Former South Sudan vice-president Riek Machar addressing a press conference at the Stanley Hotel, Nairobi on November 28 2011. Machar has agreed to send envoys to peace negotiations in Ethiopia Tuesday, but rejected face-to-face talks with President Salva Kiir, warning that his forces will continue to fight. Ugandan President Yoweri Museveni has warned that Machar must comply with the ceasefire deal or face action by regional nations. PHOTO/FILE 
By AFP
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South Sudan rebel leader Riek Machar agreed to send envoys to peace negotiations in Ethiopia Tuesday, but rejected face-to-face talks with President Salva Kiir, warning that his forces will continue to fight.

Machar, a former vice president accused of sparking deadly conflict by attempting a coup over two weeks ago, said his troops were still marching on the capital after claiming to have recaptured a key town.

"Our forces are still marching on Juba, there is no cessation of hostilities yet," Machar told AFP via satellite telephone from an undisclosed location inside South Sudan.
Ignoring a deadline from regional powers for an immediate ceasefire, he said any halt in the more than two weeks of fighting "needed to be negotiated"

.
"That is what the delegation is going to Addis Ababa to discuss and to negotiate," he said, adding the chance of him meeting with Kiir in person "depends on how the negotiations go".
The United States, which was a key backer of South Sudan's independence struggle, said the sending of negotiators was an "important first step", special envoy Donald Booth said.

Officials in the Ethiopian capital confirmed that delegations from both sides were due to land in Addis Ababa, the headquarters of the African Union, later Tuesday with talks expected to start on Wednesday.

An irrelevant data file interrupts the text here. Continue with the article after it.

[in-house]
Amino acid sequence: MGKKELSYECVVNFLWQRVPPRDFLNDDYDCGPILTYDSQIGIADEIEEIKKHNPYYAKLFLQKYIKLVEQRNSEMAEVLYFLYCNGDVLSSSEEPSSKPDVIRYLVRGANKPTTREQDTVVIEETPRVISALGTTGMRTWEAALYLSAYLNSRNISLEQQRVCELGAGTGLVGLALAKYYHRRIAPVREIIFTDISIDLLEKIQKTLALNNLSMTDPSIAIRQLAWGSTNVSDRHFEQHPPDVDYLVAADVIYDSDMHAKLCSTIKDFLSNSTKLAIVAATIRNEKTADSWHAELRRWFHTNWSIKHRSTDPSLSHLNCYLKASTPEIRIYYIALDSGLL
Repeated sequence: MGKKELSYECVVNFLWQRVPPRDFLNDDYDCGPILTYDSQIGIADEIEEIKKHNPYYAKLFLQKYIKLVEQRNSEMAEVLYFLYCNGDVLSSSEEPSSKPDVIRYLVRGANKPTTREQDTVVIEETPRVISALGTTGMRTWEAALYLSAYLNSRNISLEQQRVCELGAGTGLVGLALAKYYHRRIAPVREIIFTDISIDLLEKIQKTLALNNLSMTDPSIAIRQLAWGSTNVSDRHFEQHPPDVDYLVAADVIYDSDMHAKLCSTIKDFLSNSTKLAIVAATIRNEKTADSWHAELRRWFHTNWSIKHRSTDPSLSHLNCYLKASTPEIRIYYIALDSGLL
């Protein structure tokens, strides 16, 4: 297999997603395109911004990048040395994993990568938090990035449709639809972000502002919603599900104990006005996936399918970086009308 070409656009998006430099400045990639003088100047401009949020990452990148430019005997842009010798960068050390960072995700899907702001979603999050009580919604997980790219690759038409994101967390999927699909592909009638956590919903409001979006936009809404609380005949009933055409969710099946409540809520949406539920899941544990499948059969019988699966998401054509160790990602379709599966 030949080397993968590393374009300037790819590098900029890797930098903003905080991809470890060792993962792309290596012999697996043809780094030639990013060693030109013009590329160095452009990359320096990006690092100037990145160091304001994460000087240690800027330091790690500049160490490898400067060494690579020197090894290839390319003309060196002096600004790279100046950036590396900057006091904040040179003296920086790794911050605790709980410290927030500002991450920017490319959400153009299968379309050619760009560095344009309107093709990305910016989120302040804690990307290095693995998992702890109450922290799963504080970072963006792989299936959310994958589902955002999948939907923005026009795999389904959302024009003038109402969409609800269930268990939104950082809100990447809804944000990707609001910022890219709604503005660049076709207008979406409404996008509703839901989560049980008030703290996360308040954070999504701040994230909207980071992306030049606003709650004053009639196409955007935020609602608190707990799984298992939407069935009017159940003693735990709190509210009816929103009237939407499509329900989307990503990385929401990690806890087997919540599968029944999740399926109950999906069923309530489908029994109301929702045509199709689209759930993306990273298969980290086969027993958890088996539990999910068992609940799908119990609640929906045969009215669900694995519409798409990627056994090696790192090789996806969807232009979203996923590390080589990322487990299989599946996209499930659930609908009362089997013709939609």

"I will follow later, once the negotiations have resulted in a cessation of hostilities. It depends on if and when that is achieved," Machar said.

"We did not ask for this battle, it was forced upon us," Machar added, reiterating his position that it was the president who started the fighting on December 15.
South Sudan is the world's youngest nation, having only won independence from Khartoum in 2011, but has been beset by poverty, corruption and ethnic tensions, including between the president's Dinka tribe -- the largest in the country -- and Machar's Nuer community.

Thousands of people are feared to have been killed in over two weeks of fighting, pitching army units loyal to Kiir against a loose alliance of ethnic militia forces and mutinous army commanders nominally headed by Machar.

The AU expressed "Africa's dismay and disappointment that the continent's newest nation should descend so quickly into civil strife", warning of its potential to deteriorate into "full-fledged civil war" -- even though many observers say this has already happened.

Heavy fighting continued to rage on Tuesday, with the rebels claiming they had recaptured Bor, capital of the powder-keg Jonglei state and situated just 200 kilometres (125 miles) north of the capital Juba -- the third time the town has changed hands in two weeks

.
"Bor is under our control... we are now in Bor town," rebel spokesman Moses Ruai told AFP.
South Sudanese army spokesman Philip Aguer disputed the claim, saying the fighting was ongoing inside the town. A UN spokesman had also confirmed the town was under attack earlier Tuesday.

'Full-fledged civil war'
Thousands have fled in recent days from Bor in fear of a counter-attack by rebels -- including an ethnic militia force dubbed the "White Army".
Across the country, the United Nations has estimated close to 200,000 people have been forced to flee their homes, of which 75,000 have sought protection from badly overstretched UN peacekeepers.
Fierce battles have been reported in strategic oil-producing areas -- with rebels controlling Bentiu, state capital of the key state of Unity, as well parts of the oil-rich Upper Nile State.

Industry sources say South Sudan's oil production has dropped by around a fifth because of the fighting.
There have also been grim reports of massacres, rapes and killings, prompting the African Union to threaten "targeted sanctions" over the conflict.

East Africa's regional IGAD bloc headed by Ethiopia -- which had set Tuesday as the deadline for talks to start -- said that negotiations "will focus on a monitored ceasefire" before more talks to settle "underlying political problems."